Archaeological Museum of Aidone

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A series of sculptures from the Archaeological Museum of Aidone

The Archaeological Museum of Aidone is a regional museum in Aidone in the province of Enna, Sicily. It is housed in a former Capuchin convent dedicated to Saint Francis.[1] It was inaugurated in the summer of 1984 and preserves the findings of over thirty years of excavations in Morgantina, ordered according to chronological and thematic criteria.

Works[edit]

In the three rooms are materials of prehistory and protohistory of the ancient city, coming from the village "castellucciano": smoothed basalt stone axes, tiny cointainers and ceramic fragments worked without the use of a lathe, with an essential linear engraved decoration. At the following Sicilian city, of the early Iron Age, instead, the acromi ceramic in carenate forms, of red and brown paste, finds evidences in the culture of Ausonius in Lipari.

The exhibits belonging to the period from the ninth to the middle of the 5th century BC witness the coexistence of Sicels and Greek cultures in the town: antefixed of religious buildings, "pithoi", a domestic arula on which is depicted a boar, a "kernos" with three small cups and the greater crater of Euthymides, with simposium and "amazzonomachia" scenes, used for public banquets.

The findings of the classical and Hellenistic period, up to the destruction of the city (211 BC), consist mainly of earthenware coming from the necropolis and urban sanctuaries of Demeter and Pershephone, including several busts of the latter, to which are added a large "black painted" lamp with three spouts and a fish dish, perhaps from Syracuse.

A limestone statue without head, most likely of the goddess Demeter found in the central sanctuary in 1955, provided the material to show that the famous "Aphrodite" of the Paul Getty Museum in Malibu (USA) comes from Morgantina.

In the former sacristy of the convent are exposed objects of common domestic use, agricultural and religious, offering a picture of the daily life of the inhabitants of the ancient city (kitchenware, children's toys, feminine trinkets, tools for agriculture).

The Goddess' Return[edit]

The museum in the 2010s is at the center of events of historical importance. The Italian State has succeeded in obtaining the return of precious artefacts stolen by "tombaroli" and, through the clandestine market bought by the main American museums. On 13 December 2009, two acroliths (two heads, three hands and three feet in marble) from the Greek archaic period, probably belonging to the goddesses Demeter and Kore, very revered in antiquity in Central Sicily, returned from the University of Virginia Museum. December 5, 2010, was the turn of the return from the Metropolitan Museum of New York of a service of sixteen pieces in silver for ritual and table uses, belonging to that Eupolemos, as revealed by the inscriptions engraved in votive arula. Finally, in the spring of 2011, the so-called "Goddess of Morgantina" returned. It is a statue of a treacherous limestone school with an acrolithic technique, in which it is more probable that the goddess Demeter should be recognized. Now it is exhibited at the Regional Archaeological Museum of Aidone, where it was presented on May 17, 2011, in the presence of the authorities. Today it is visible to the public.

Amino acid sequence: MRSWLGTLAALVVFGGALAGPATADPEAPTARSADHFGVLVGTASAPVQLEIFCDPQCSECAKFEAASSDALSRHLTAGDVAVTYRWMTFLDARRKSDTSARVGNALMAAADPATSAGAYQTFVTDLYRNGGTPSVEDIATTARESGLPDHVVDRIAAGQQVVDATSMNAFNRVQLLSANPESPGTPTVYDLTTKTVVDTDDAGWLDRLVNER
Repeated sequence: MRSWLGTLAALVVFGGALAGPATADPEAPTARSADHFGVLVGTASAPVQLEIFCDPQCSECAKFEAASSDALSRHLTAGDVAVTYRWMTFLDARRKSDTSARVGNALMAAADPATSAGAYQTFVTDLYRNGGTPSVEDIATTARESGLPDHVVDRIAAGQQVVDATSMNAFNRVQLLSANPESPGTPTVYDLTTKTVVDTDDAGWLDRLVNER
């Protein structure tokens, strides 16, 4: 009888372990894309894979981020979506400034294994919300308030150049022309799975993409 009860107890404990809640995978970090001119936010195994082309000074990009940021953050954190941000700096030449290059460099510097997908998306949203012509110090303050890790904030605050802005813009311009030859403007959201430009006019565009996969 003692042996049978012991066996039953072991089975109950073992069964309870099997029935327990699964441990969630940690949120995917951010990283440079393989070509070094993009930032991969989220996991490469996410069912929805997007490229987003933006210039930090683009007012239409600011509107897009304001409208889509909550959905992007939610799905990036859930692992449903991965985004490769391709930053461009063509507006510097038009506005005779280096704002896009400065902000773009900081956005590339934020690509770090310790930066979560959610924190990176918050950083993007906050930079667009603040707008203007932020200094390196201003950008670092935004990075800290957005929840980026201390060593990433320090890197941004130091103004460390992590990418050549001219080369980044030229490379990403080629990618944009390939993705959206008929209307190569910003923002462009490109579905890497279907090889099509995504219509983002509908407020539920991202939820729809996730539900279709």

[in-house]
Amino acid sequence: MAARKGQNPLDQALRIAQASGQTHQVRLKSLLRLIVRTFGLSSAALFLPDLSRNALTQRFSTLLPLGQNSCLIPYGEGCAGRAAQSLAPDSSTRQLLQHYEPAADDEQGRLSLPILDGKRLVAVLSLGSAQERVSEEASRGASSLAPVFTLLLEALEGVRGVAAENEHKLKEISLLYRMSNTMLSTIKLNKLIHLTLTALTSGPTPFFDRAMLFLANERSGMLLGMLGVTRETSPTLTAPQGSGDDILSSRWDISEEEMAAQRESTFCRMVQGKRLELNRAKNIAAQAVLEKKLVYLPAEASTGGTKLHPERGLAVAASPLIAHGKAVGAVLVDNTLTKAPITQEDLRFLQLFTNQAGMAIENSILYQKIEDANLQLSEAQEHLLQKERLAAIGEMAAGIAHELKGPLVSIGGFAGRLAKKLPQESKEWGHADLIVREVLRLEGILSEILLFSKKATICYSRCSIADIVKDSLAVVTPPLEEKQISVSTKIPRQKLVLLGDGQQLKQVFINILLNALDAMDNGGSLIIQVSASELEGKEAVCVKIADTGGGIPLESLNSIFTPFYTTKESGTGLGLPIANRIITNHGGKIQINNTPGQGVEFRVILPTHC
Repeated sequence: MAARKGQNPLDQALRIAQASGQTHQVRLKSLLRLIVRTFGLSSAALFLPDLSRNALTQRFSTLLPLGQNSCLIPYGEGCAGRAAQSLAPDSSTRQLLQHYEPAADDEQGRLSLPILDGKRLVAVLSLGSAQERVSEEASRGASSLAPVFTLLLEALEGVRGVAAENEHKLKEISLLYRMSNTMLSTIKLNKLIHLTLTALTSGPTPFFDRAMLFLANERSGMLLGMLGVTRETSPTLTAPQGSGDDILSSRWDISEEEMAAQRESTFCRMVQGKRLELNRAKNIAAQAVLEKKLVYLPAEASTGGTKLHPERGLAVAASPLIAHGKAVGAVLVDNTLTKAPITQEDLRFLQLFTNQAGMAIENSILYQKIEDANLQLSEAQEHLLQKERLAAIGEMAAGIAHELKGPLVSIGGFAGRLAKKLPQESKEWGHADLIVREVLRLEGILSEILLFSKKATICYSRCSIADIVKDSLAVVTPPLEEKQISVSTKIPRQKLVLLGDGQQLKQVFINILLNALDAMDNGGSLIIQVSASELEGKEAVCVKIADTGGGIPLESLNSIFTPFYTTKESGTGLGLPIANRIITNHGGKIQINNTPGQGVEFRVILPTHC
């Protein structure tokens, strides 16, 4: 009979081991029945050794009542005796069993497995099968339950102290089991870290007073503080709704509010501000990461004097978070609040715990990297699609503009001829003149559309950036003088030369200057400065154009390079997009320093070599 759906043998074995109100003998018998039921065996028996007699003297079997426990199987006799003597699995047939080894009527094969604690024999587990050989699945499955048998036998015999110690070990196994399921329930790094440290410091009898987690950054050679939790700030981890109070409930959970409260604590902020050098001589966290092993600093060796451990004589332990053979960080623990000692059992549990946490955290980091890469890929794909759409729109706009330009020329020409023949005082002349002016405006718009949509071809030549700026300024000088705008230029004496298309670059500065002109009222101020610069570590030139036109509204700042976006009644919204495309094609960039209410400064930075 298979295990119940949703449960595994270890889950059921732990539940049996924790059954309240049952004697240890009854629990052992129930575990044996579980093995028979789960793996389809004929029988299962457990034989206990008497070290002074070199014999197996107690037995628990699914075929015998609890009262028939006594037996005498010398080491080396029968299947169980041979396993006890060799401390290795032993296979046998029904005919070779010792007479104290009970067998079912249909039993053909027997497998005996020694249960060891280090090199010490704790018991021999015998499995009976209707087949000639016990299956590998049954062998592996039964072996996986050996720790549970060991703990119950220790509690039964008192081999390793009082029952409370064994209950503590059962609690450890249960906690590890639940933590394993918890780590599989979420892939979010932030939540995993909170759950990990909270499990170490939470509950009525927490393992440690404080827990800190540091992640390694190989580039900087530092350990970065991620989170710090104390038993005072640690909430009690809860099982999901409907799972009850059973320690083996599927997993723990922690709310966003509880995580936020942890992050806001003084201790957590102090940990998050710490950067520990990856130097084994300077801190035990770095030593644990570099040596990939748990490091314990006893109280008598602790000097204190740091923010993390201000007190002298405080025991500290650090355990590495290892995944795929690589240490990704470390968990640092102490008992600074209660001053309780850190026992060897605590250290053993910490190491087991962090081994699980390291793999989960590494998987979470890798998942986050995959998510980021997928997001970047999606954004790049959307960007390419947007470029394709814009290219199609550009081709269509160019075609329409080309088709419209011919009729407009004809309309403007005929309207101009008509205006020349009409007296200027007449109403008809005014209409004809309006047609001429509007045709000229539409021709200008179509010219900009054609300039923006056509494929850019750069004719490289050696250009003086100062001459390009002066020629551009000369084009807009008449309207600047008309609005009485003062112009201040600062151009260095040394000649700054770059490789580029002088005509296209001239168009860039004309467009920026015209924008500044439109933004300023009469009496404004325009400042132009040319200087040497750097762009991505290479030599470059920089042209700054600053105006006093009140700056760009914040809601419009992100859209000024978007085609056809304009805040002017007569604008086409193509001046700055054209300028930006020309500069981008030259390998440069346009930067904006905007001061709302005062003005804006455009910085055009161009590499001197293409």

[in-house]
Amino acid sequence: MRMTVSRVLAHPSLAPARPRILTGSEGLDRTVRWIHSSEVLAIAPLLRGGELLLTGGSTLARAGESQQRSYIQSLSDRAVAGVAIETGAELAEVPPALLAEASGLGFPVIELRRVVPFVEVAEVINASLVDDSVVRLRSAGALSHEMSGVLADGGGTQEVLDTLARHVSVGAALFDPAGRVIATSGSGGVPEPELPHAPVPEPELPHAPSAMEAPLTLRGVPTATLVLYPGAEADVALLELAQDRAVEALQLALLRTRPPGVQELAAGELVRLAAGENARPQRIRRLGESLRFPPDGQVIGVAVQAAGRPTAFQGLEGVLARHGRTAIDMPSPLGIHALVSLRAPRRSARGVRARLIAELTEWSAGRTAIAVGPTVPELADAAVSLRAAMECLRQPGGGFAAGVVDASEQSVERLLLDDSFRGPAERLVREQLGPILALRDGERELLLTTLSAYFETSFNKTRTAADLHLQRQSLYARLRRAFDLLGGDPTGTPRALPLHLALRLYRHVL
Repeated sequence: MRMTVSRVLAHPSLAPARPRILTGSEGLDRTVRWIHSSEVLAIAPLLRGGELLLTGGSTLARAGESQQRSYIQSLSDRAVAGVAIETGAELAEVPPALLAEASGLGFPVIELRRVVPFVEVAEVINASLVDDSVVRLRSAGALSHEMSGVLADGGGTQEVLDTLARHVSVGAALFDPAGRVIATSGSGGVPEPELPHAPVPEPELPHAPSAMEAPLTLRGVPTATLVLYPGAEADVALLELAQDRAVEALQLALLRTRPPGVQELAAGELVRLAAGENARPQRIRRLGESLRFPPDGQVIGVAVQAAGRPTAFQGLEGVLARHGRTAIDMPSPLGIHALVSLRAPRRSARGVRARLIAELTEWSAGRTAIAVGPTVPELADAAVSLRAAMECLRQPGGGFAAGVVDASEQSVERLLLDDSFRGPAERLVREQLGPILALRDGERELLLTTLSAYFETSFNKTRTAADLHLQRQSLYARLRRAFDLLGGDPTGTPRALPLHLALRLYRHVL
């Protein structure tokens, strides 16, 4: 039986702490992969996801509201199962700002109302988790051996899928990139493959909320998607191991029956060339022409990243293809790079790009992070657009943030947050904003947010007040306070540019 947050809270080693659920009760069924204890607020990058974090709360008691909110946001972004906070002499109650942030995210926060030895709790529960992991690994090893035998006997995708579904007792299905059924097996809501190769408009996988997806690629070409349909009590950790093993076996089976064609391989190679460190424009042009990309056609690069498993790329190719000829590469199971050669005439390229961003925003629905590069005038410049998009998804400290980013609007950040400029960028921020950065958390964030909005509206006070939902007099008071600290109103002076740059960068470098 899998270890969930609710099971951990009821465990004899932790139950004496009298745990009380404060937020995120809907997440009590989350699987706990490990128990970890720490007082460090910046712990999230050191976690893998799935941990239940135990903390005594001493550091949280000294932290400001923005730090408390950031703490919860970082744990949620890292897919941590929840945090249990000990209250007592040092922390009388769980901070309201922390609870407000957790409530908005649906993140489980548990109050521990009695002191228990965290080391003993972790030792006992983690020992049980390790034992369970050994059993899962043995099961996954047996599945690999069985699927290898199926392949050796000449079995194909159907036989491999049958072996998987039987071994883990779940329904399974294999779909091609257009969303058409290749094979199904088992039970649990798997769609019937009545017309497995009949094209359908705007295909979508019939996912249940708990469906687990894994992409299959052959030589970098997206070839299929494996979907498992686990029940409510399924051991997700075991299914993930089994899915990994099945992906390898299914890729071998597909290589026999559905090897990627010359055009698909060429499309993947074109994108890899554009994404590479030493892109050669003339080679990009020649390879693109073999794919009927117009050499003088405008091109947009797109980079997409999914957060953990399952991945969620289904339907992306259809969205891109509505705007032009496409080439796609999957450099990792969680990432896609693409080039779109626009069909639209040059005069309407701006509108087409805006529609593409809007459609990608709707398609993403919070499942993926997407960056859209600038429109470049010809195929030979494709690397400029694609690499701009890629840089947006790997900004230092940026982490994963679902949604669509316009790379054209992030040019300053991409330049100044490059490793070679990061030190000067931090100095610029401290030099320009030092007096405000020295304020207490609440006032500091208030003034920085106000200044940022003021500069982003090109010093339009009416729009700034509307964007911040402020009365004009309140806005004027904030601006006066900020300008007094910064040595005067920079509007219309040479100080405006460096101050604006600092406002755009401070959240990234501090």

Goddess of Morgantina[edit]

The Goddess of Morgantina is a statue illegally excavated from the archaeological site. Purchased years ago by the Paul Getty Museum in Malibu, it was returned to Italy on March 17, 2011 at the end of a dispute that lasted for several years between Italy and the United States.

The Venus of Morgantina (more probably Kore or Demeter) is a statue 2.25 m high, carved between 425 BC and 400 BC in Sicily. The author would be a direct disciple of Phidias, operating in Magna Graecia.

The material used to sculpt it is marble, used for the face and for the naked parts of the body, similar to the Metope of Selinunte. The drapery is instead in calcareous tufa, which has been ascertained to come from Sicily.

See also[edit]

References[edit]

  1. ^ Ros Belfordː The Rough Guide to Sicily, London 2014, ISBN 978-1-40934-199-4, 273

External links[edit]

Coordinates: 37°24′49″N 14°26′51″E / 37.4135°N 14.4474°E / 37.4135; 14.4474